The media immediately grabbed onto this argument and started "checking" security around the country. Media outlets constantly ran stories about the lack of special security for Israeli tourists in Bulgaria. Days after the attack it was reported that there was no police securing an Israeli youth basketball team playing at a competition in Sofia. Even personal luggage is loaded onto buses without any security procedures, said one TV channel. Bulgarian politicians, public figures and analysts accused the government of not taking security seriously and not responding to a warning by the Israeli government of a planned attack in January.

Busy with sensationalism, the Bulgarian media and public did not pay attention to important conversations that should have taken place as a result of the bombing. No one brought up the topic that the one Bulgarian victim of the attack, Mustafa Kyosov, was a Bulgarian Muslim, who left a wife and a little girl. Not one official from the government went to his village to attend the funeral, despite all the official ceremonies for the Israeli victims. There was no discussion of the fact that our Muslim community, albeit ignored by the state, is living peacefully in Bulgaria. No media outlet that discussed or challenged the use of the word "terrorist".

"Despite the stream of 'terror' rhetoric, a part of the Bulgarian public is still resisting the new normalcy of permanent fear of a 'terrorist threat'."

No analysts tried to dig deeper into the Israeli and American rhetoric, either. The Israeli government is currently in crisis. Just a day before the bombing, the Kadima Party decided to leave the ruling coalition, which is pressuring Netanyahu to call for early elections. The country has also been shaken by broad social discontent. On July 14, Moshe Silman set himself on fire in protest against the worsening living conditions in Israel. On Sunday, another man followed his example. Netanyahu has many reasons to seek to divert the attention of the Israelis, by saying that Iran is threatening the security of the country. Obama, on the other hand, has an election to go through this year, so his administration has taken the opportunity to reassure the Israeli lobby in the US that once again they’ve got Israel’s back.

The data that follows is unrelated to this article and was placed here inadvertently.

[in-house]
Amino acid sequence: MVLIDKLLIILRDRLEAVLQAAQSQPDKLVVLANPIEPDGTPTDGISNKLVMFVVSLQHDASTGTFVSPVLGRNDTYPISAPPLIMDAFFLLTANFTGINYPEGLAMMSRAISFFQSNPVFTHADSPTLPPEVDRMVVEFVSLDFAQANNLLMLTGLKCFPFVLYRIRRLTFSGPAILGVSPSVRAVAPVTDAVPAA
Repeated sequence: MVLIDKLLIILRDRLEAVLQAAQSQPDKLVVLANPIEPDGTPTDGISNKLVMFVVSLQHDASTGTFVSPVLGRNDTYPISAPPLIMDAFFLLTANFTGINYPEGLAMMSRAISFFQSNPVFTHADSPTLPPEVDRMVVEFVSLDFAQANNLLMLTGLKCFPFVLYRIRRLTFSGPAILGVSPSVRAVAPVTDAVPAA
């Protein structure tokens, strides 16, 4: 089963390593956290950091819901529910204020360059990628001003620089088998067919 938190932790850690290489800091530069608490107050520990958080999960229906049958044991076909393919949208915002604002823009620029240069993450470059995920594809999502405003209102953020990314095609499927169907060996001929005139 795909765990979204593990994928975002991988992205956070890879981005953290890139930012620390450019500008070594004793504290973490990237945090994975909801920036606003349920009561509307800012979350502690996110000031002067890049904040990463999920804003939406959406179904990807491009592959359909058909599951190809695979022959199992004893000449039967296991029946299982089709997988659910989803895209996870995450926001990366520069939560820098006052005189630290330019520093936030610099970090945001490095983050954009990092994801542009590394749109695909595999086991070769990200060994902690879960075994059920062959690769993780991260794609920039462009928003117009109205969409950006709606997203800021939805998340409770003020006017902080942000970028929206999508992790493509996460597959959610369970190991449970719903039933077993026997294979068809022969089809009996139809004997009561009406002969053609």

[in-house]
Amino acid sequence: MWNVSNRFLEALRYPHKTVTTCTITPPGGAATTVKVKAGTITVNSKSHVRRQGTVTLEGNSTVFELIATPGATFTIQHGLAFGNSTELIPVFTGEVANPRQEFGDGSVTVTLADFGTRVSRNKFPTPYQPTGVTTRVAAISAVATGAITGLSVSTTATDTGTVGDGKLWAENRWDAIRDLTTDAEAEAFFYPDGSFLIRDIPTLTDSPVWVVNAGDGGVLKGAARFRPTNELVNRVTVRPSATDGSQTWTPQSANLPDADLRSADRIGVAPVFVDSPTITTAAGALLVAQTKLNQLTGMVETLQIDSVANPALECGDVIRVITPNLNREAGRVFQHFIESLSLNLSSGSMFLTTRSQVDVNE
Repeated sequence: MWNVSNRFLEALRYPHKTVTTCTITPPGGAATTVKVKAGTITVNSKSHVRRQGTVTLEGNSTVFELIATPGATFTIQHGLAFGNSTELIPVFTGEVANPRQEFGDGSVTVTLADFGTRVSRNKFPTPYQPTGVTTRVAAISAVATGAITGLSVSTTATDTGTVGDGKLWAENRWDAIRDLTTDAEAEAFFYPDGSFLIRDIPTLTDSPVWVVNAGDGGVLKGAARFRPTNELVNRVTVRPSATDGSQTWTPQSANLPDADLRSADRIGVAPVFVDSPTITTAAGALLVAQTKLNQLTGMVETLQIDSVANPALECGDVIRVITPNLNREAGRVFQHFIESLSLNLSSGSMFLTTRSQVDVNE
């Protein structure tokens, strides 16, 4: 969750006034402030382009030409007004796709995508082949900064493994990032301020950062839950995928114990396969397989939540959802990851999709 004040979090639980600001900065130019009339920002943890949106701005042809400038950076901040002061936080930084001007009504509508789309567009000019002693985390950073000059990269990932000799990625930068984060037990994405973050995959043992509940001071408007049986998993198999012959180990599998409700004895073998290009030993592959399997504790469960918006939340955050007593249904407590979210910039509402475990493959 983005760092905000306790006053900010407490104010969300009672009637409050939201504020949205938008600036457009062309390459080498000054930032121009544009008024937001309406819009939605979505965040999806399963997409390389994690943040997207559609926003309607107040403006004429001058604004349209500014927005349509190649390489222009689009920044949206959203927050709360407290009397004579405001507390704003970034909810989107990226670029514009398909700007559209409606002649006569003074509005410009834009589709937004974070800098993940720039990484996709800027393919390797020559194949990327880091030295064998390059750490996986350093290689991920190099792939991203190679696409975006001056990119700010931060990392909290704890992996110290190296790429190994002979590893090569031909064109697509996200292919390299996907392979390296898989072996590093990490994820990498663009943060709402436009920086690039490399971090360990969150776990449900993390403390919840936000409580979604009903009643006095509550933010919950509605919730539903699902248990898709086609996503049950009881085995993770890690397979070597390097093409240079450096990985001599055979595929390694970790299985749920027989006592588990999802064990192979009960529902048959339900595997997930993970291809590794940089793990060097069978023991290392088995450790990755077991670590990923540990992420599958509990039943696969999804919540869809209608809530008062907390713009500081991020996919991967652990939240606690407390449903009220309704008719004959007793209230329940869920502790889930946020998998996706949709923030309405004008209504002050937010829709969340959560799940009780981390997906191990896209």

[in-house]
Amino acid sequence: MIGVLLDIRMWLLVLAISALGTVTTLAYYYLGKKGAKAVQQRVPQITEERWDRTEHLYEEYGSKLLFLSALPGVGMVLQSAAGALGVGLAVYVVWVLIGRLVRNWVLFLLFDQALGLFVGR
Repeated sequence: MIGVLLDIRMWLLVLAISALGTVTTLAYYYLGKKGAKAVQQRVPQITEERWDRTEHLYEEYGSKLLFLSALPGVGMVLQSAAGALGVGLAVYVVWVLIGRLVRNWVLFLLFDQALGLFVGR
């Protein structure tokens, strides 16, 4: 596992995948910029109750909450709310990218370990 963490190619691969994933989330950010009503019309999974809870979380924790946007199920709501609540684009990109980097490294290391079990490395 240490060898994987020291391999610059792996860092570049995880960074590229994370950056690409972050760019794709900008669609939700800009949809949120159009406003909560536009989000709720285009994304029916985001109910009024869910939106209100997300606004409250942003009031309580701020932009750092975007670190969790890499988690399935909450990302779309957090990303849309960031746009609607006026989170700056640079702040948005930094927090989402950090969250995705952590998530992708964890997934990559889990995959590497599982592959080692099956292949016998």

Paranoia

Meanwhile, paranoia is quietly creeping into the Bulgarian public. The Bulgarian authorities immediately tightened security in airports, bus and train stations, and concerned citizens nodded approvingly in front of TV cameras. Yes, there needs to be more security and more surveillance, they said. Little by little, new witnesses began claiming to have interacted with the suicide bomber. An employee of one car rental company, where the bomber allegedly had tried to get a car, described his accent as "definitely Arab". A local news website in Burgas, which allegedly had inside information on the autopsy of the bomber's head, said the man had white skin, light-coloured eyes and European features, but that "experts were sure he was of Arab descent". The public space buzzed with phrases like Islamic fundamentalism, Islamists, (Muslim) terrorists, al-Qaeda, terrorist cells in Bulgaria, etc.

Despite the stream of "terror" rhetoric, a part of the Bulgarian public is still resisting the new normalcy of permanent fear of a "terrorist threat". They recognise the absurdity in the words of those who claim Bulgaria needs to be put under constant surveillance and that walking aimlessly at an airport with two heavy bags makes one a terrorist. They do not want Bulgaria to be sucked into the power games of other countries once again, because history has proven that this has been a mistake. As one of the mourners in Mustafa’s village put it: "If they are going to kill each other, they should do it on their own territory."

Mariya Petkova is a Bulgarian freelance journalist based in Cairo.

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The views expressed in this article are the author's own and do not necessarily reflect Al Jazeera's editorial policy.